Do you prefer dogs? Do you own a cat? Do you drive a Prius or an SUV? Do you prefer baseball or football? In theory, these preferences could be an indicator whether you are more influenced by the Greek philosopher Plato or his equally famous student Aristotle. I came across an interesting little quiz that you can all try: http://www.signature-reads.com/2013/11/the-personality-divide-are-you-more-like-plato-or-aristotle/
I am taking a Philosophy mini-course, so I will share the benefit of my quick-learned wisdom. The subject is philosophy and once you dip your toe into Metaphysics – that is, What’s the universe made of – you’re not far from delving into Epistemology – How can I know what I know – and then it’s a slippery slope to Existentialism and Deconstructionism and Miley Cyrus.
But let’s start much simpler.
Immanuel Kant was a real pissant who was very rarely stable
Heidegger, Heidegger was a boozin’ beggar who could drink you under the table
Dave Hume could outconsume Schopenhauer and Hegel
And Wittgenstein was a beery swine who was just as schlossed as Schlegel
–Monty Python’s Philosopher’s Drinking Song
The origins of philosophy came from a guy called Thales of Miletus (now southern Turkey) who thought that the ultimate nature of reality was water. Our bodies have a lot of water in them, the area near where he lived had a lot of water, if you dig deep down you get water, and voila! All is water. Perhaps that explains why philosophers like to drink so much.
What was important here is that Thales’ ideas attempted to have a proto-scientific root to them. Reality is made up of elements. Previous thinkers had used creation mythology based on the gods to explain reality. The Babylonians thought reality arose when the gods mixed fresh and saltwater together; the Egyptians thought Atun created himself from primordial waters. It is different to say we come from ordinary water via some scientific process. Hypothesis and proof. We can bring up proofs against this idea – fire and air don’t derive from water – because this idea allows counterarguments. You can’t counter whether Atun created everything with a scientific proof.
Next thing you know, the Greeks were getting involved and thinking up a storm about the origin of the universe and the gods. Heraclitus thought reality was a process that was subject to constant change. He was the dude that said you can’t step in the same river twice.
Pythagoras thought that all reality was governed by mathematical formulas and he not only invented understanding of math relations to physical objects (hypotenuses and such) but also musical formulas. He stretched strings on a lyre and determined the physical ratios: Octave = pitch produced by plucking a half-length compared to entire length. Pythagoras also had an intense aversion to eating meat, fish and especially beans. The Pythagorean Diet was a vegetarian diet and one story, according to Wikipedia, linked his aversion to beans to his death:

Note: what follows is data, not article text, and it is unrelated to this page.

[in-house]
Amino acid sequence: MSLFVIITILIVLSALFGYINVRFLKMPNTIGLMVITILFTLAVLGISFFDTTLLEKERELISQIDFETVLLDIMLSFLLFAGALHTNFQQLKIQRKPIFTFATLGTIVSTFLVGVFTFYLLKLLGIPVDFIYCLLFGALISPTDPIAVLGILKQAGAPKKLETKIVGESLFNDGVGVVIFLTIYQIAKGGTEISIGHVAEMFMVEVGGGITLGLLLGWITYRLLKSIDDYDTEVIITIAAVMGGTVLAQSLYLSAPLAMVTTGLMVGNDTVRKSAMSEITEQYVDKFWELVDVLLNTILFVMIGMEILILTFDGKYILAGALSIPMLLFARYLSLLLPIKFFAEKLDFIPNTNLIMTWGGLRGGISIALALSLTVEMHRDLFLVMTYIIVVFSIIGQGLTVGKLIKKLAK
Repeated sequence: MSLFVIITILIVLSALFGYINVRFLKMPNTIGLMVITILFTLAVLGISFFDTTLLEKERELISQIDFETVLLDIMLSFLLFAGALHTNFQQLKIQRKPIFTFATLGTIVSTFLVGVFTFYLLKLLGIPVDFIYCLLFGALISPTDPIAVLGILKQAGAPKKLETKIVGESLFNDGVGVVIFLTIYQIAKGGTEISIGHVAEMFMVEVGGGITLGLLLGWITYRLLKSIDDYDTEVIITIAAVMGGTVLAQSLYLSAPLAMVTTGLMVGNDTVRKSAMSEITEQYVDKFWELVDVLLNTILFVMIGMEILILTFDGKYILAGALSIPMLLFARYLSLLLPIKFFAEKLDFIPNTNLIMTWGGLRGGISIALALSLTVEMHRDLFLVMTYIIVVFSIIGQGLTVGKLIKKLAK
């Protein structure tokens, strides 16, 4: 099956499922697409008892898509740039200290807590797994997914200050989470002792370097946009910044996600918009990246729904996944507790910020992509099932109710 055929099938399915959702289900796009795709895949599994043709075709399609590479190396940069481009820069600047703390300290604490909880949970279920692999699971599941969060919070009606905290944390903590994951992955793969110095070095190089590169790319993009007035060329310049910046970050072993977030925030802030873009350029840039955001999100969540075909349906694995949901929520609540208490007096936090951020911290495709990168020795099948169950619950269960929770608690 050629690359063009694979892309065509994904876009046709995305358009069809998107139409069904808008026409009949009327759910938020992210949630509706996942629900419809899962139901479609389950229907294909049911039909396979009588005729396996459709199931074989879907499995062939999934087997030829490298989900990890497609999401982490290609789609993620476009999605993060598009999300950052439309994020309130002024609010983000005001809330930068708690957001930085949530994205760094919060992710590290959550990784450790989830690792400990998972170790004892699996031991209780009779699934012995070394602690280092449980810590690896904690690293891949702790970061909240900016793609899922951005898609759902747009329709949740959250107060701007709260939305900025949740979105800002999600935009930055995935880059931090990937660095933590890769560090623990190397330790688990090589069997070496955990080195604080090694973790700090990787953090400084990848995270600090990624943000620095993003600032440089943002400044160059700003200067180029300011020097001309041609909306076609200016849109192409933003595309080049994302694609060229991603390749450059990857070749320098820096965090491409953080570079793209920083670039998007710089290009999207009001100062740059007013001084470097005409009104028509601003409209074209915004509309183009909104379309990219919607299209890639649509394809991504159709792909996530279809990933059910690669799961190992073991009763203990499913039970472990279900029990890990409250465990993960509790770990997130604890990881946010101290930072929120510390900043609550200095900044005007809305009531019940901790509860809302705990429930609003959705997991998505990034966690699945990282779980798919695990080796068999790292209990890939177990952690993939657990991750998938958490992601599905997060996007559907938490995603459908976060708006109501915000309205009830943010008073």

According to legend, enemies of the Pythagoreans set fire to Pythagoras’ house, sending the elderly man running toward a bean field, where he halted, declaring that he would rather die than enter the field – whereupon his pursuers slit his throat.
Back to the Greeks, where in the Age of Pericles in Athens – philosophy became popular, even faddish. Philosophers ran around the countryside in Greece, invited to the parties of the wealthy to dispense their theories like Zeno’s paradox and Democritus’ notion of the atom, much like foodies and motivational speakers do today. Next came Socrates who was known more for creating a school and environment where thinking was discussed than for specific ideas. Socrates himself didn’t write anything down, so what we know about him is from his most famous student, Plato. Historians further suggest that Socrates didn’t bathe, hated women, and was a general curmudgeon. He was feisty enough to flip the finger to those who found him guilty of corrupting youth –he refused to capitulate and just drank the hemlock instead. He showed ‘em!
John Stuart Mill of his own free will on a half a pint of shandy was particularly ill
Plato they say, could pack it away, a half a crate of whiskey every day
Aristotle, Aristotle was a beggar for the bottle, Hobbes was fond of his dram
And Rene Descartes was a drunken fart, “I drink, therefore, I am!”
–Monty Python, Drinking Song verse 2
Plato used Socrates as a platform to launch his writing, but he went much further and developed a whole set of ideas around the Forms. He thought there was a world of ideas and a world of the real (World of Becoming and World of Being). What we understood of reality was distorted and limited but it was all we had – the story of the cave being that we see shadows rather than reality, but those shadows are as real to us as if they were reality. And yet there was an ultimate Truth that students should strive to see, an ideal, and if they could reach it, they should return to teach it to others. Plato, therefore, believed in Beauty, Goodness, Truth and ideals as abstracts which could be studied. He also thought that if you studied ideas, you weren’t so much learning as remembering knowledge you had originally been born with.